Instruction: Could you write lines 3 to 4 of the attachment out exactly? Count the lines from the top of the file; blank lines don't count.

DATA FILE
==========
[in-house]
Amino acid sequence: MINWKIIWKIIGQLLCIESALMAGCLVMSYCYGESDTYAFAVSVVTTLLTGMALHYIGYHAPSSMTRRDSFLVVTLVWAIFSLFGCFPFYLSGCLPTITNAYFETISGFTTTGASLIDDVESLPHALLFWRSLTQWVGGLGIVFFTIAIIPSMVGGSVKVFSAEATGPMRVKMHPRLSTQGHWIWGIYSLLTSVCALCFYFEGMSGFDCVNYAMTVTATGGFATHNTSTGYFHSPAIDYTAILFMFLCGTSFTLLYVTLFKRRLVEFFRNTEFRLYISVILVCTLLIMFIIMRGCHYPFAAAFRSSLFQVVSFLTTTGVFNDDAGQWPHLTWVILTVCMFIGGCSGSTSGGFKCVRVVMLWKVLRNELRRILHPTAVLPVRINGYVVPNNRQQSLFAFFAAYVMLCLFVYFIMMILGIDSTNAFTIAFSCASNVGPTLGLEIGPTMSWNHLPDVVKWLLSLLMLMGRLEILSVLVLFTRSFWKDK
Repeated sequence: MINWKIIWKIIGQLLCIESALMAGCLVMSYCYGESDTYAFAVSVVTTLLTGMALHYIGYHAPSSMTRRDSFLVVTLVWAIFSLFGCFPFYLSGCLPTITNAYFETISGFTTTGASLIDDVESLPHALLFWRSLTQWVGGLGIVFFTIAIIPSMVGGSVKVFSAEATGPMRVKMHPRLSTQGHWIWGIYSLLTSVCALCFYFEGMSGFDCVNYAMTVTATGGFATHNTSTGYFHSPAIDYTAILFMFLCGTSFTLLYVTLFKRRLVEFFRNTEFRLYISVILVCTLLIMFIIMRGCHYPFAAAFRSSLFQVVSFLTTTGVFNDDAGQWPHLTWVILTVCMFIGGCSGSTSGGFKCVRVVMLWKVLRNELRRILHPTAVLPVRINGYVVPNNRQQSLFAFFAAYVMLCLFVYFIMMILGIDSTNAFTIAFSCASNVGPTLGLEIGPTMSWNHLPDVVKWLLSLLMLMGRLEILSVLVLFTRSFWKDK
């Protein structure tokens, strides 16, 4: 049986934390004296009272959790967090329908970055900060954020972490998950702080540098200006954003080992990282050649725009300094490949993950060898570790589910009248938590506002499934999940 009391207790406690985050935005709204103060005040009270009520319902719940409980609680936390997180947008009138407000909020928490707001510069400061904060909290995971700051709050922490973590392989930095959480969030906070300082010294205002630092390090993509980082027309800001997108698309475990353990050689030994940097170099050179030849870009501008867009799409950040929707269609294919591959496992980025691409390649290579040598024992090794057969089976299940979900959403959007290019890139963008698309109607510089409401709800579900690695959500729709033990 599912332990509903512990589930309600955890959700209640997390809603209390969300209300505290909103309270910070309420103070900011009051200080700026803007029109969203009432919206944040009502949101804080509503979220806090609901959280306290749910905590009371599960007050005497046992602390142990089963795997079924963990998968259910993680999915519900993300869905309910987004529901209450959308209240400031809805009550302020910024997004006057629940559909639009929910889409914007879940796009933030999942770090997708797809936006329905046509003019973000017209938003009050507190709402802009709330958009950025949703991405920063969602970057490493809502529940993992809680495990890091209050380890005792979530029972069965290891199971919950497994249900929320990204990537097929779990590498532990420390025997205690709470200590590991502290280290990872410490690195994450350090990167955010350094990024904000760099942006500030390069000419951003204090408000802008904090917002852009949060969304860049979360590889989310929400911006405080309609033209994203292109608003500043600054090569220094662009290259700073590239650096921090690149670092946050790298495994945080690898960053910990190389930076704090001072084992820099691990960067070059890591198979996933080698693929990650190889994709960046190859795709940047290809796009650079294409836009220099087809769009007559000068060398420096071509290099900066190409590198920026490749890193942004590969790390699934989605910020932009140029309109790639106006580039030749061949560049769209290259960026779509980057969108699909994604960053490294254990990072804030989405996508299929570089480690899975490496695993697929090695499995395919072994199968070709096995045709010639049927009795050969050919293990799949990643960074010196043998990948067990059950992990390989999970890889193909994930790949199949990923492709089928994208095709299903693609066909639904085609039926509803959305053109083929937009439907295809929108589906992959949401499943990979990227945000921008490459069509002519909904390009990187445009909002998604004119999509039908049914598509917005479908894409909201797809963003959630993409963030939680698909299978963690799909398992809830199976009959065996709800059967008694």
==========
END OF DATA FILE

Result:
Repeated sequence: MINWKIIWKIIGQLLCIESALMAGCLVMSYCYGESDTYAFAVSVVTTLLTGMALHYIGYHAPSSMTRRDSFLVVTLVWAIFSLFGCFPFYLSGCLPTITNAYFETISGFTTTGASLIDDVESLPHALLFWRSLTQWVGGLGIVFFTIAIIPSMVGGSVKVFSAEATGPMRVKMHPRLSTQGHWIWGIYSLLTSVCALCFYFEGMSGFDCVNYAMTVTATGGFATHNTSTGYFHSPAIDYTAILFMFLCGTSFTLLYVTLFKRRLVEFFRNTEFRLYISVILVCTLLIMFIIMRGCHYPFAAAFRSSLFQVVSFLTTTGVFNDDAGQWPHLTWVILTVCMFIGGCSGSTSGGFKCVRVVMLWKVLRNELRRILHPTAVLPVRINGYVVPNNRQQSLFAFFAAYVMLCLFVYFIMMILGIDSTNAFTIAFSCASNVGPTLGLEIGPTMSWNHLPDVVKWLLSLLMLMGRLEILSVLVLFTRSFWKDK
């Protein structure tokens, strides 16, 4: 049986934390004296009272959790967090329908970055900060954020972490998950702080540098200006954003080992990282050649725009300094490949993950060898570790589910009248938590506002499934999940 009391207790406690985050935005709204103060005040009270009520319902719940409980609680936390997180947008009138407000909020928490707001510069400061904060909290995971700051709050922490973590392989930095959480969030906070300082010294205002630092390090993509980082027309800001997108698309475990353990050689030994940097170099050179030849870009501008867009799409950040929707269609294919591959496992980025691409390649290579040598024992090794057969089976299940979900959403959007290019890139963008698309109607510089409401709800579900690695959500729709033990 599912332990509903512990589930309600955890959700209640997390809603209390969300209300505290909103309270910070309420103070900011009051200080700026803007029109969203009432919206944040009502949101804080509503979220806090609901959280306290749910905590009371599960007050005497046992602390142990089963795997079924963990998968259910993680999915519900993300869905309910987004529901209450959308209240400031809805009550302020910024997004006057629940559909639009929910889409914007879940796009933030999942770090997708797809936006329905046509003019973000017209938003009050507190709402802009709330958009950025949703991405920063969602970057490493809502529940993992809680495990890091209050380890005792979530029972069965290891199971919950497994249900929320990204990537097929779990590498532990420390025997205690709470200590590991502290280290990872410490690195994450350090990167955010350094990024904000760099942006500030390069000419951003204090408000802008904090917002852009949060969304860049979360590889989310929400911006405080309609033209994203292109608003500043600054090569220094662009290259700073590239650096921090690149670092946050790298495994945080690898960053910990190389930076704090001072084992820099691990960067070059890591198979996933080698693929990650190889994709960046190859795709940047290809796009650079294409836009220099087809769009007559000068060398420096071509290099900066190409590198920026490749890193942004590969790390699934989605910020932009140029309109790639106006580039030749061949560049769209290259960026779509980057969108699909994604960053490294254990990072804030989405996508299929570089480690899975490496695993697929090695499995395919072994199968070709096995045709010639049927009795050969050919293990799949990643960074010196043998990948067990059950992990390989999970890889193909994930790949199949990923492709089928994208095709299903693609066909639904085609039926509803959305053109083929937009439907295809929108589906992959949401499943990979990227945000921008490459069509002519909904390009990187445009909002998604004119999509039908049914598509917005479908894409909201797809963003959630993409963030939680698909299978963690799909398992809830199976009959065996709800059967008694």